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PLOS Papers Tackle Trypanosomiasis Susceptibility, Diabetes Modulators, More

In PLOS Neglected Tropical Diseases, investigators from the H3Africa Consortium's TrypanoGEN Research Group describe an apolipoprotein-L1 (APOL1) gene variant that may protect against human African trypanosomiasis (HAT)-causing Trypanosoma brucei rhodesiense infections. The team narrowed in on the proposed protective allele, known as G2, by genotyping markers in 17 suspicious genes in 70 HAT cases and 132 unaffected, T. b. rhodesiense-exposed controls from the same part of northern Malawi — a country where chronic symptoms have been documented more often than in other HAT-affected parts of eastern and southern Africa. Just one of the 96 variants — G2 in APOL1 — had significant associations with HAT, the authors note, suggesting that similar studies documenting disease progression differences in specific populations "could offer opportunities for development of much needed new diagnostics and intervention strategies."

A University of Copenhagen-led team takes a look at a potential type 2 diabetes role for the GLIS3, a gene believed to function in the pancreas' insulin-producing beta-cells that contains common variants implicated in T2D by genome-wide association studies. As they report in PLOS One, the researchers did targeted GLIS3 sequencing in 2,930 newly diagnosed T2D cases; 206 forms of diabetes with autoimmune markers related to type 1 diabetes; 53 individuals with a rare form of diabetes called maturity onset diabetes of the young (MODY); and more than 5,700 unaffected control individuals. Although the rare, missense variants they identified did not seem to have a causal role in MODY, the authors did see an increase in the rare, missense GLIS3 variants in individuals with T2D and other specific diabetes features, along with a potentially protective variant in the gene with ties to lower-than-usual fasting plasma glucose levels.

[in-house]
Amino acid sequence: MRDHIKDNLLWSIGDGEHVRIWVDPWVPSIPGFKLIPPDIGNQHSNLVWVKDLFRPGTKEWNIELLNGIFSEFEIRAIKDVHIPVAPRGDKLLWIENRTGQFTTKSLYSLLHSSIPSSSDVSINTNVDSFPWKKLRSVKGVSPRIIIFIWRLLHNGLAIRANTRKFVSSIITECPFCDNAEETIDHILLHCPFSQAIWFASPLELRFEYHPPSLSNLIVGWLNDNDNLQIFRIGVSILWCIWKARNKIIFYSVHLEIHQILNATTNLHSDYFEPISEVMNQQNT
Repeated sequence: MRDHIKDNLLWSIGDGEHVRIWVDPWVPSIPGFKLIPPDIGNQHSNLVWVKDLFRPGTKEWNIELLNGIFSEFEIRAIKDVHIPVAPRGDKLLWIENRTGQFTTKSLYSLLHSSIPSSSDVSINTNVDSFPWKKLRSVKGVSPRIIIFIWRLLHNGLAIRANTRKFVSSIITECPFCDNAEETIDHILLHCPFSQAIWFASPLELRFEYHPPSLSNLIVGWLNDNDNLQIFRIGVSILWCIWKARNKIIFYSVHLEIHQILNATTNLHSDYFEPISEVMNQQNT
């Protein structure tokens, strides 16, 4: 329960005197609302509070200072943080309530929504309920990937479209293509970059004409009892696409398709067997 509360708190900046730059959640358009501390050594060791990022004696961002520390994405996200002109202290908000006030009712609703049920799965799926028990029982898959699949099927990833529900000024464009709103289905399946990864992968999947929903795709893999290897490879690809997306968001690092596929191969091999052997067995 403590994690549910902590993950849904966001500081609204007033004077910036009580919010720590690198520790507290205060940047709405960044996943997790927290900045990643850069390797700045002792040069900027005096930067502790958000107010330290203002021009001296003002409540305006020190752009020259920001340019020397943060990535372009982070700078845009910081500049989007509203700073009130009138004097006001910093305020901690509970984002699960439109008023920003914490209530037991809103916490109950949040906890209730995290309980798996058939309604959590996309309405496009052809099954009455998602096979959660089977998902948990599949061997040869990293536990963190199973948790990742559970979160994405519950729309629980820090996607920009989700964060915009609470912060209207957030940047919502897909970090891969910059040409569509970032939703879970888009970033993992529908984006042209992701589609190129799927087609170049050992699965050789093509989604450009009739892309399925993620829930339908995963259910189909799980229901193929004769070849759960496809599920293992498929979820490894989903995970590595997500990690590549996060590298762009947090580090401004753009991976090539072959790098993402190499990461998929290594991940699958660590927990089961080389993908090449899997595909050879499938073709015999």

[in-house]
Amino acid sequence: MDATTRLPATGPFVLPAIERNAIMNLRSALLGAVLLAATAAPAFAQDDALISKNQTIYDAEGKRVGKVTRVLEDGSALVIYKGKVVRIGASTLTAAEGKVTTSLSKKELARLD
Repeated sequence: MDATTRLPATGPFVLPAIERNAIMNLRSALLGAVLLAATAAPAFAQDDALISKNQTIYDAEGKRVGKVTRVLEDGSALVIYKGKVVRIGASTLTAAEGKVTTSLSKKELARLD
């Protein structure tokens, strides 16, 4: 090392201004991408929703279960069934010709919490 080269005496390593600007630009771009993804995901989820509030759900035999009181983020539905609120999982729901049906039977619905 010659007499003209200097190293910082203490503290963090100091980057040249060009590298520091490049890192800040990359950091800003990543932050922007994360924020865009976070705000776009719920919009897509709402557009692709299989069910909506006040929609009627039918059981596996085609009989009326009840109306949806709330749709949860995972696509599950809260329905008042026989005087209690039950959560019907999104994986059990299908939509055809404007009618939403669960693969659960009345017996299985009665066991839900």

A team from Norway, the US, and Mongolia document brown bear diversity, relationships, and phylogeographic patterns in Central Asia for another PLOS One paper. Along with almost 2,400 brown bear samples collected in the Gobi Desert, the researchers considered dozens of samples from mountainous regions in Mongolia and Pakistan, comparing genotypes across more than a dozen nuclear DNA microsatellite regions and a stretch of informative mitochondrial DNA sequence. Their results suggest that the genetic diversity of brown bear populations from northern Mongolia outpaces that of brown bears in Pakistan's Himalaya region or in the Gobi Desert, for example. The analyses also helped to place the lineages found in Central Asia within a broader brown bear tree, while highlighting distinct population structures and subpopulations in the Gobi bears.